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Designating Masood Azhar at the United Nations: More than a Symbolic Diplomatic Victory

Dr Rajeesh Kumar is Associate Fellow at Manohar Parrikar Institute for Defence Studies and Analyses, New Delhi. Click here for detailed profile.
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  • May 09, 2019

    After a decade of steadfast blocking, China finally backed the proposal to designate the chief of the Pakistan-based Jaish-e-Mohammad (JeM) Masood Azhar as a ‘global terrorist’ at the United Nations (UN). With China lifting its objection, Azhar has been listed as a global terrorist in the 1267 Sanctions List. Consequently, he will face freezing of assets, a travel ban, and an arms embargo by all UN member states. For India, the one country that relentlessly pursued the issue at the UN Security Council, this is not only a diplomatic victory but a political triumph as well.

    A long, tough struggle

    In the past, several efforts to get Azhar sanctioned at the UN were thwarted by China. The latest instance of a Chinese technical ‘hold’ came on March 13, 2019 when France, the United Kingdom (UK) and the United States (US) initiated a proposal for naming Azhar in the UN Sanctions List after JeM took responsibility for the terror attack that killed more than 40 security personnel in Pulwama, South Kashmir. On three prior occasions in 2009, 2016 and 2017, similar proposals failed due to Chinese opposition. The first effort was made after the 2008 Mumbai terrorist attacks when India moved the proposal in the UN Sanctions Committee. In 2016, in the context of an attack on the Pathankot airbase, India, along with the P3 of France, the UK and the US, initiated the proposal. In 2017, once again the P3 nations moved a similar motion in the Sanctions Committee. However, on all these occasions, citing insufficient proof against Azhar and absence of consensus among members of the committee, China had blocked the proposal from being adopted.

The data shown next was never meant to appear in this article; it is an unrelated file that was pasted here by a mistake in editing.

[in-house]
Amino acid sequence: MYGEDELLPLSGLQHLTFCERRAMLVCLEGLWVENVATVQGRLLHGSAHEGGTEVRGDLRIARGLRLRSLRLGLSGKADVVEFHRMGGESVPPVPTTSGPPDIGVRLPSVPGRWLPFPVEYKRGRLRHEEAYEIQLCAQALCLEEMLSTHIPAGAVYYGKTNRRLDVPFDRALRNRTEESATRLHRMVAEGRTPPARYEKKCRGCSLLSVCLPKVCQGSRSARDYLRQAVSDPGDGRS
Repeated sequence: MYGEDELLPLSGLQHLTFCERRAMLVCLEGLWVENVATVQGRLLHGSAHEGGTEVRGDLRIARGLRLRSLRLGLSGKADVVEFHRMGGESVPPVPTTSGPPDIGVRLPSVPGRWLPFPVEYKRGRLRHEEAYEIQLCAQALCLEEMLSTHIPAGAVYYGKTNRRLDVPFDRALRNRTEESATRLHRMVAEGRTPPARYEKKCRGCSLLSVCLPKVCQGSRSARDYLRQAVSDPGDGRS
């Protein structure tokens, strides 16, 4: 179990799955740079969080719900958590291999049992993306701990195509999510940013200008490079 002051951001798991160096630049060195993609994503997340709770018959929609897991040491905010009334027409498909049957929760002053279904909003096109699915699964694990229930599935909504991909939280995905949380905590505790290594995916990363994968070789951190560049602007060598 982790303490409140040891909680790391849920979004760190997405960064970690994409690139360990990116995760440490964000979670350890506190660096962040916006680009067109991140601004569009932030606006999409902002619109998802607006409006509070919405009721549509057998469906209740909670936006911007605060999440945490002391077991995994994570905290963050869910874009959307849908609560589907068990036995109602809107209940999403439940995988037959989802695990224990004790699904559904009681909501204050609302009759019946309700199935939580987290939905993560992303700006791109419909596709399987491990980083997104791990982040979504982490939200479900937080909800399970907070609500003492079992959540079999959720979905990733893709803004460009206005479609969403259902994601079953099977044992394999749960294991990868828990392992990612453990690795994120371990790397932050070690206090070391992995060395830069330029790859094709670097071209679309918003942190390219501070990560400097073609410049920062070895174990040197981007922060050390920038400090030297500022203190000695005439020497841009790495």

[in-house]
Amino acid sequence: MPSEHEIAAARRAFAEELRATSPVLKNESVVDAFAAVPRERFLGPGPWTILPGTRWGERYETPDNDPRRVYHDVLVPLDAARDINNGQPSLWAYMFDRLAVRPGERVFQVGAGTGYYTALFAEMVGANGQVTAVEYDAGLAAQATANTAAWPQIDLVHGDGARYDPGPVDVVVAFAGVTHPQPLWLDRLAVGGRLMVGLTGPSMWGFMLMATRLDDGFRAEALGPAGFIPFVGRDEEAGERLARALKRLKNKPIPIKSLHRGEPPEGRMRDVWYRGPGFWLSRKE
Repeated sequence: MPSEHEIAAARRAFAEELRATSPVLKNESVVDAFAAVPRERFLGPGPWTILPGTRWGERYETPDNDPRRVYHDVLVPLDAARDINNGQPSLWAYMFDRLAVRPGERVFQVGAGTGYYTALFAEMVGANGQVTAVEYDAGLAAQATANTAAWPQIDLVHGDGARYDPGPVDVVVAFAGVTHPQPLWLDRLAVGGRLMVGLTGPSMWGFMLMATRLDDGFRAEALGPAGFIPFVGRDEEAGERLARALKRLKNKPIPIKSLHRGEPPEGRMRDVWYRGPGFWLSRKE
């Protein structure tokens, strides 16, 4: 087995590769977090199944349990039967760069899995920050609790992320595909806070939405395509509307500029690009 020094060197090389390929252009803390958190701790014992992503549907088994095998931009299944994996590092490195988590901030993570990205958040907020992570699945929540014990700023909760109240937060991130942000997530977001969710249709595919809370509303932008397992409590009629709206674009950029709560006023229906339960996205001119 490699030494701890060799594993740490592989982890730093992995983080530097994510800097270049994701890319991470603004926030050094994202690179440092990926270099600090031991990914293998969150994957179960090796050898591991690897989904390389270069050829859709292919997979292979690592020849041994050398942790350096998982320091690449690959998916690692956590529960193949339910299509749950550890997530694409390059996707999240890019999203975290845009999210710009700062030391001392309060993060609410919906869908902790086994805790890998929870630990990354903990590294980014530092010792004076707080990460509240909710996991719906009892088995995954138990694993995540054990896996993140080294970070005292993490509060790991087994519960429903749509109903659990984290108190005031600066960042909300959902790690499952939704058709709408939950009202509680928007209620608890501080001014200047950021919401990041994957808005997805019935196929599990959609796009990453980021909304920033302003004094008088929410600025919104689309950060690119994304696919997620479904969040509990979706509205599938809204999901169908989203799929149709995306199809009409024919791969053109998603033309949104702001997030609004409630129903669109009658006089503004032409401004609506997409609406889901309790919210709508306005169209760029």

What prompted China's change of mind?

    Undoubtedly, the primary credit goes to New Delhi’s patient diplomatic efforts. After the latest hold by China in March 2019, there was an outcry from Indian commentators to stop such ‘meaningless’ diplomatic efforts at the UN. However, there was a strong belief in the government, particularly in the Ministry of External Affairs (MEA), that patience and perseverance will ultimately lead to a favourable outcome. One reason for this belief was New Delhi's upgraded relationship with Beijing, particularly since the April 2018 Wuhan Summit. Therefore, when China placed the hold, rather than blaming it, India was ready to address the concerns raised by China.